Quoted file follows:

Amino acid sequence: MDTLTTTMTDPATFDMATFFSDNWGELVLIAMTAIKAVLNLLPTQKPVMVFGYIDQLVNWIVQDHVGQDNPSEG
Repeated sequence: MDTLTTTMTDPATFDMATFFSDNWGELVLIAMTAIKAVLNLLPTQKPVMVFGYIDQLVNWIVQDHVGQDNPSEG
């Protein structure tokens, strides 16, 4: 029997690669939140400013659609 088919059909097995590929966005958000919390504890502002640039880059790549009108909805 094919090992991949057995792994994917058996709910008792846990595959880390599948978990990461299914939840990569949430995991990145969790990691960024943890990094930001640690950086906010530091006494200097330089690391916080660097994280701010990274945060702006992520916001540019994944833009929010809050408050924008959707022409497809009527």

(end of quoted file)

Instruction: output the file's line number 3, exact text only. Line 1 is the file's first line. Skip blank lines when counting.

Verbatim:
């Protein structure tokens, strides 16, 4: 029997690669939140400013659609 088919059909097995590929966005958000919390504890502002640039880059790549009108909805 094919090992991949057995792994994917058996709910008792846990595959880390599948978990990461299914939840990569949430995991990145969790990691960024943890990094930001640690950086906010530091006494200097330089690391916080660097994280701010990274945060702006992520916001540019994944833009929010809050408050924008959707022409497809009527």